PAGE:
The Peabody Museum of Archaeology and Ethnology (Harvard University) is contributing more than 95,000 additional images of objects from their permanent collection to Artstor, bringing the total selection to approximately 143,000. The collection and its representation in Artstor, featuring African, Native North American, Pre-Columbian,  European, Oceanic, and Asian cultures is virtually encyclopedic. The current contribution further enhances a rich selection.

A sampling of a single artifact — the mask — across time and place illustrates the scope of the collection: from an Aztec stone effigy c. 1500 to its  Panamanian ceramic counterpart, a Tlingit copper version of the mid 1800s, and a Mohawk corn husk Spirit image worn in ritual dances. Likewise, the juxtaposition of similar objects underscores the aesthetic and spiritual differences between cultures: a Communication Artifact (a wooden bird) from Rwanda and a Pre-Columbian Gold bird-shaped ornament from Chiriqui, Panama. Nonetheless, form, function, and even materials appear to be all but replicated in two versions of a beaded collar, objects that are geographically and culturally disparate, one from the Masai in Kenya and the other from the Mojave of California.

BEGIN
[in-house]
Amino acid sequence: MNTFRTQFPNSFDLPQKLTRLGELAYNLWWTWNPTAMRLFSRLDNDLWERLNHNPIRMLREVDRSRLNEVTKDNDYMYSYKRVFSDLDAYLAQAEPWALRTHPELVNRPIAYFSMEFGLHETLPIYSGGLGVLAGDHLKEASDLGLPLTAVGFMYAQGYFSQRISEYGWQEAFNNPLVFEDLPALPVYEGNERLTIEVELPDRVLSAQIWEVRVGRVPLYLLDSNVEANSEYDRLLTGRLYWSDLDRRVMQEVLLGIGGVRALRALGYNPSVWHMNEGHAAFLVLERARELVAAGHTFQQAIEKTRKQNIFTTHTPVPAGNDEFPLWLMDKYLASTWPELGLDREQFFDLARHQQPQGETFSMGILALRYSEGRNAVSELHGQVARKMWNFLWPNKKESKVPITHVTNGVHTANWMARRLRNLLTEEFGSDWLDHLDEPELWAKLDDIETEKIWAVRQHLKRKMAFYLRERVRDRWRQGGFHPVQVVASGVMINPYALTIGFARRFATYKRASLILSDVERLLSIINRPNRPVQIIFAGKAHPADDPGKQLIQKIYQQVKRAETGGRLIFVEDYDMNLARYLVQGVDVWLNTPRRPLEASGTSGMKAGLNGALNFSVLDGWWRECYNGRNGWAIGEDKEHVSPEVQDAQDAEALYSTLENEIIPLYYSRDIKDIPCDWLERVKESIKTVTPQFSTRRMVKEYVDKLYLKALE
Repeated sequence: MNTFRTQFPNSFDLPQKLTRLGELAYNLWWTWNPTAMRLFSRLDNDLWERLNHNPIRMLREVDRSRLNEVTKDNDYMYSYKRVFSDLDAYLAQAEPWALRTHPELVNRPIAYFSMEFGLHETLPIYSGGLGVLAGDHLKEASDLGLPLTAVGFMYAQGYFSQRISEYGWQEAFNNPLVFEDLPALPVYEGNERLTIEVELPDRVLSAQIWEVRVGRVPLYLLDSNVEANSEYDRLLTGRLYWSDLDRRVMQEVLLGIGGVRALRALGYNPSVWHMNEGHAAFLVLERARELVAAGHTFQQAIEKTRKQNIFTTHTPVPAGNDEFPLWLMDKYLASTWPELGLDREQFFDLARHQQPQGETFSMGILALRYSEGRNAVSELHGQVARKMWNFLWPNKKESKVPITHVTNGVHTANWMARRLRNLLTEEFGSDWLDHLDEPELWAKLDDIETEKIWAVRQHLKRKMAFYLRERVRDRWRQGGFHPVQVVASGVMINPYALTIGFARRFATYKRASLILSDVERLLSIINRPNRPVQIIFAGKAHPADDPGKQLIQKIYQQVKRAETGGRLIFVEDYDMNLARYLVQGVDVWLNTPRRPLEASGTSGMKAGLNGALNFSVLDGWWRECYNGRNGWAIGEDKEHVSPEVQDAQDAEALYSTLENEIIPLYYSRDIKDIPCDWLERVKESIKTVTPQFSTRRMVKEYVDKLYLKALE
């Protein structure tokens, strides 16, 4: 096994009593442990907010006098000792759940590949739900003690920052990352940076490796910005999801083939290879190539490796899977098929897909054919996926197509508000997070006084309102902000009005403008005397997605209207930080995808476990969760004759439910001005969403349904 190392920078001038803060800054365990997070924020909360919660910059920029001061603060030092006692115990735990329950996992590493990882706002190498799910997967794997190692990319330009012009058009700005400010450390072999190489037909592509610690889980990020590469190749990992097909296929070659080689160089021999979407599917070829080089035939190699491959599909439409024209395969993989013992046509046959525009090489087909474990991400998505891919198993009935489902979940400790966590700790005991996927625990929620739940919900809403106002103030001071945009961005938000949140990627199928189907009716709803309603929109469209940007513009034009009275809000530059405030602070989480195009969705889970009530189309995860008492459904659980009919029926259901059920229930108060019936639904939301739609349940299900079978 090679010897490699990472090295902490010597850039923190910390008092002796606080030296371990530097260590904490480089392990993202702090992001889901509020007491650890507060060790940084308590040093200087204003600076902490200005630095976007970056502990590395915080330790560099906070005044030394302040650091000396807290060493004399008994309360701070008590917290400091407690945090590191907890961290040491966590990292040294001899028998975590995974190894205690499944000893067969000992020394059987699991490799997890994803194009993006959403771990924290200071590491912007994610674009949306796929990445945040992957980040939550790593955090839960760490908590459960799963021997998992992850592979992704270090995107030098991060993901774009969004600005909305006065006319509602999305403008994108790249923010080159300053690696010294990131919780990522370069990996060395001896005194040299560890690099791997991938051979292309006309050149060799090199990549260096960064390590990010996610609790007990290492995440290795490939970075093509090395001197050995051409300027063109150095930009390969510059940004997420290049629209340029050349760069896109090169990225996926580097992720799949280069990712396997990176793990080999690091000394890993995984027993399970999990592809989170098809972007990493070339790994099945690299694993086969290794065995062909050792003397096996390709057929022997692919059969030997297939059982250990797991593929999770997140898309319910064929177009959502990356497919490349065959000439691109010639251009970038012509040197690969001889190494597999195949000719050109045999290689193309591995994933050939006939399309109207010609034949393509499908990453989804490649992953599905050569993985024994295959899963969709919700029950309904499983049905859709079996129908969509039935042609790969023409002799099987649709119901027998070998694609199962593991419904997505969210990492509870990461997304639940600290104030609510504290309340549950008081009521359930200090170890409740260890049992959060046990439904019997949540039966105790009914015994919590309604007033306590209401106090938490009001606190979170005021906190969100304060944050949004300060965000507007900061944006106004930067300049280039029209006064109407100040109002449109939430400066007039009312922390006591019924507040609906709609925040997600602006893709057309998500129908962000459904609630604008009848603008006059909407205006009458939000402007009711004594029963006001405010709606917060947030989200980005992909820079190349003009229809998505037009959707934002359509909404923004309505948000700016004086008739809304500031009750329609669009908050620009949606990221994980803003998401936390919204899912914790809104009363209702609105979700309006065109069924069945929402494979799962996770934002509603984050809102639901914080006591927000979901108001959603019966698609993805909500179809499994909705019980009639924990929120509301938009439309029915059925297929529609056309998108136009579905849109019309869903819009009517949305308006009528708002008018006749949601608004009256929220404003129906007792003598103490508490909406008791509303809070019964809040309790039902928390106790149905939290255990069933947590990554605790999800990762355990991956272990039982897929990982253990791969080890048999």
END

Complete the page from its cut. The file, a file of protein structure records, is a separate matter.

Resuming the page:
The Peabody Museum is one of the oldest anthropological collections in the world. It was founded in 1866 through the efforts of the paleontologist Othniel Charles Marsh (1831–1899) who encouraged his uncle, George Peabody (1795–1869), to donate the funds necessary to endow a museum to document the remains of early man in America.

With holdings of nearly 1.5 million objects, the Peabody Museum began with some fifty specimens, all of which fit into a single display case. The museum’s archaeological objects dominate the permanent collection, with particular strengths in North, Central, and South America. Though smaller in number, the ethnographic collections have established the museum’s reputation as a pre-eminent repository of anthropological objects relating to Native American, Pre-Columbian, African, Oceanic, and Asian cultural groups. There are also extensive archival collections that document the museum’s holdings and its history, as well as the development of anthropology as an academic discipline.

This collection provides an inclusive and broad resource on global cultures and art, notably of indigenous peoples, as well as Anthropology, Archaeology and Identity Studies.

View the collection in the Artstor Digital Library.

Learn more in the Peabody Museum of Archaeology and Ethnology (Harvard University) page in Artstor.

The images from the Peabody Museum are being released as part of a thematic launch on material culture and Anthropology which also includes an extensive selection from the Museum of Anthropology at the University of British Columbia and a collection of African art and Aboriginal paintings from Australia from the Musée du quai Branly (Réunion des Musées Nationaux).